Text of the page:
Axiom 2014 Annual Report - page 92

Notes to the Financial Statements
for the year ended 30 September 2014
Axiom Mining Limited
4. Summary of significant accounting
policies (continued)
The results of subsidiaries are included in the Company’s
statement of profit or loss to the extent of dividends
received and receivable. The Company’s investments
in subsidiaries that are not classified as held for sale
in accordance with HKFRS 5 are stated at cost less any
impairment losses.
Fair value of assets and liabilities
The Company measures some of its assets and liabilities
at fair value on either a recurring or non-recurring basis.
Fair value is the price the Company would receive to sell
an asset or would have to pay to transfer a liability in an
orderly (i.e. unforced) transaction between independent,
knowledgeable and willing market participants at the
measurement date.
As fair value is a market-based measure, the closest
equivalent observable market pricing information is
used to determine fair value. Adjustments to market
values may be made having regard to the characteristics
of the specific asset or liability. The fair values of assets
and liabilities that are not traded in an active market
are determined using one or more valuation techniques.
These valuation techniques maximise, to the extent
possible, the use of observable market data.
To the extent possible, market information is extracted
from either the principal market for the asset or liability
(i.e. the market with the greatest volume and level of
activity for the asset or liability) or, in the absence of
such a market, the most advantageous market available
to the entity at the end of the reporting period (i.e. the
market that maximises the receipts from the sale of the
asset or minimises the payments made to transfer the
liability, after taking into account transaction costs and
transport costs).
For non-financial assets, the fair value measurement
also takes into account a market participant’s ability
to use the asset in its highest and best use or to sell
it to another market participant that would use the
asset in its highest and best use.
The fair value of liabilities and the entity’s own equity
instruments (excluding those related to share-based
payment arrangements) may be valued, where there is
no observable market price in relation to the transfer of
such financial instrument, by reference to observable
market information where such instruments are held
as assets. Where this information is not available,
other valuation techniques are adopted and, where
significant, are detailed in the respective note to the
financial statements.
Property, plant and equipment
Property, plant and equipment are stated in the
statement of financial position at cost or revaluation
less accumulated depreciation and impairment losses.
Revaluations are performed with sufficient regularity to
ensure that the carrying amount of these assets does not
exceed their recoverable amount at balance sheet date.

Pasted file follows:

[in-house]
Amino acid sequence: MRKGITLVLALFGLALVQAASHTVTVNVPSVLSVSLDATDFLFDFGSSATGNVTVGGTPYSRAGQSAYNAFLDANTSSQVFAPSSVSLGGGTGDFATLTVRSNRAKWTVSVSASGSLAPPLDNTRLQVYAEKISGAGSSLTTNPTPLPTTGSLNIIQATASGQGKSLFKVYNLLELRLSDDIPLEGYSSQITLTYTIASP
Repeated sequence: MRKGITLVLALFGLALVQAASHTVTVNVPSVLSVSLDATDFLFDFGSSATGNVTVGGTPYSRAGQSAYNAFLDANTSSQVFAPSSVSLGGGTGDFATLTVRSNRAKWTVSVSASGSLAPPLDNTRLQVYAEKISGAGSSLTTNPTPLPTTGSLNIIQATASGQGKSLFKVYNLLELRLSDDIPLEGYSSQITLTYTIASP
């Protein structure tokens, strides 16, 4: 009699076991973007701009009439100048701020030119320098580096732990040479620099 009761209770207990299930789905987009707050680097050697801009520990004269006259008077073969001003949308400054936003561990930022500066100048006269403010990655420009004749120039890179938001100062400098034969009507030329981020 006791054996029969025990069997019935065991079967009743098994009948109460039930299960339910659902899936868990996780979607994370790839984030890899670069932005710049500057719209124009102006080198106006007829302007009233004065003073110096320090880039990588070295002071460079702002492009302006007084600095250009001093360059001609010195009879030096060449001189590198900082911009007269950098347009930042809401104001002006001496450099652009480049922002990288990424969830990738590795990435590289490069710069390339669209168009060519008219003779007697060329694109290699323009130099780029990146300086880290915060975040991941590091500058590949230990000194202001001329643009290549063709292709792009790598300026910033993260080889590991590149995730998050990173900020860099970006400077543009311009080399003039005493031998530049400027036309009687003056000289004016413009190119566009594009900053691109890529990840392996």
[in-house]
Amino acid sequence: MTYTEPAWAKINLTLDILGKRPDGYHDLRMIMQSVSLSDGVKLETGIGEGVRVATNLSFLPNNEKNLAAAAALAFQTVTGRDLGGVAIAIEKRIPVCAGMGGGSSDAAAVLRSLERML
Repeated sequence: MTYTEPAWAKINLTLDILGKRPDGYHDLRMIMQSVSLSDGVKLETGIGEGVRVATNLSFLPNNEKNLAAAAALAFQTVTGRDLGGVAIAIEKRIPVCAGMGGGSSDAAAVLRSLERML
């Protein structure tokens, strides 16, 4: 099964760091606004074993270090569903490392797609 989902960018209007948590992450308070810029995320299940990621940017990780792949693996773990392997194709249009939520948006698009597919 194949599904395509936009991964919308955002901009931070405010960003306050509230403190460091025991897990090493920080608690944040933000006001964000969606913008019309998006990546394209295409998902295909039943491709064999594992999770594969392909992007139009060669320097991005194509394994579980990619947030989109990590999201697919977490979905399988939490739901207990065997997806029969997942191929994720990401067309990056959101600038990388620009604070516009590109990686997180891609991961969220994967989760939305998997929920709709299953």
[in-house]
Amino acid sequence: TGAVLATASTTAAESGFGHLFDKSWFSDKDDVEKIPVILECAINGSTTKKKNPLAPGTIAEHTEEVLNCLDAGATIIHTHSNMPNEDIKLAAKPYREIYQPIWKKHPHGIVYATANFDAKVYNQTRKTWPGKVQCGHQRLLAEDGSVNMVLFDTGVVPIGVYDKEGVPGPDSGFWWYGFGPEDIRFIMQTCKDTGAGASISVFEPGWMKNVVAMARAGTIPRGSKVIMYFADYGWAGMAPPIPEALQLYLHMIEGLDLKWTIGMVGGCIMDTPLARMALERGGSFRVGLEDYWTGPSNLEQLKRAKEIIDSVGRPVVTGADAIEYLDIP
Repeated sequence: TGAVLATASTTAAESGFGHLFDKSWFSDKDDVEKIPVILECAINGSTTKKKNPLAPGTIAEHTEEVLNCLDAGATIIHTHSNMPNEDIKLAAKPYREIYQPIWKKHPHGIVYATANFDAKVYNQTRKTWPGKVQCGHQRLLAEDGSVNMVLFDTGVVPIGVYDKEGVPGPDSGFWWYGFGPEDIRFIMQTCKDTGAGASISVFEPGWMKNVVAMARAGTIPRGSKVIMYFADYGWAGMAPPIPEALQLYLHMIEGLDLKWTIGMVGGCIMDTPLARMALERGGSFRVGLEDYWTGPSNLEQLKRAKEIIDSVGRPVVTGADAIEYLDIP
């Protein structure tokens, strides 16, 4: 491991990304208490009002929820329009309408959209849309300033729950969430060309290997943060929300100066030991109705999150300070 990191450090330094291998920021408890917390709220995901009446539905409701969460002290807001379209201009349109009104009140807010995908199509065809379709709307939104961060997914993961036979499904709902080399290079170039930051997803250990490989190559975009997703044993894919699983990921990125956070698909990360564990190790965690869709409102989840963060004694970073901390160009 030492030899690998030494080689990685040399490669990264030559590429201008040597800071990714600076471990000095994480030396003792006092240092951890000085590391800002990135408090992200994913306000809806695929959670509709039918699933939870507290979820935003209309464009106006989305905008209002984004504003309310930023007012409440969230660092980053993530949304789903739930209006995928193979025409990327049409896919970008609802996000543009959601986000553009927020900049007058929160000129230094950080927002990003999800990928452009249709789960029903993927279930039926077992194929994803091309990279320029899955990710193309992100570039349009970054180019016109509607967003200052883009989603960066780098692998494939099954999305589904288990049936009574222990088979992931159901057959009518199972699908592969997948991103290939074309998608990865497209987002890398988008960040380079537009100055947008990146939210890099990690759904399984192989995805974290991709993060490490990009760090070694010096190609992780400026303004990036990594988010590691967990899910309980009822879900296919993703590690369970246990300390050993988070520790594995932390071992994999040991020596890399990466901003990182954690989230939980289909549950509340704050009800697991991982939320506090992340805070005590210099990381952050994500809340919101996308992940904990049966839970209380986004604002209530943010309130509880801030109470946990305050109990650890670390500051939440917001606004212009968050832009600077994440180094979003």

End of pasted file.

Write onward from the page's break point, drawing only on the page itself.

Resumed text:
Changes arising on the revaluation of property, plant
and equipment are generally dealt with in other
comprehensive income and are accumulated separately
in equity in the asset revaluation reserve. The only
exceptions are as follows:
when a deficit arises on revaluation, it will be
charged to profit or loss to the extent that it exceeds
the amount held in the reserve in respect of that
same asset immediately prior to the revaluation; and
when a surplus arises on revaluation, it will be
credited to profit/loss to the extent that a deficit
in respect of that same asset had previously been
charged to profit/loss.
Gains or losses arising from the retirement or disposal of
an item of property, plant and equipment are determined
as the difference between the net disposal proceeds
and the carrying amount of the item and are recognised
in profit or loss in the period in which they arise. Any
related revaluation surplus is transferred from the
revaluation reserve to accumulated losses.
Depreciation is calculated to write off the cost or
revaluation of items of property, plant and equipment,
less their estimated residual value, if any, using the
straight line method over their estimated useful lives.
The principal annual rates used for this purpose are
as follows:
Leasehold improvements over the lease term
Plant and equipment
20% – 33%
Both the useful life of an asset and its residual value, if
any, are reviewed annually, and adjusted if appropriate,
at the end of each reporting period.
Mineral exploration expenditure
Mineral exploration, evaluation and development
expenditures incurred are capitalised in respect of
each identifiable area of interest. These costs are only
capitalised to the extent that they are expected to be
recovered through the successful development of the
area or where activities in the area have not yet reached
a stage that permits reasonable assessment of the
existence of economically recoverable reserves.
Accumulated costs in relation to an abandoned area
are written off in full against profit or loss in the year in
which the decision to abandon the area is made.
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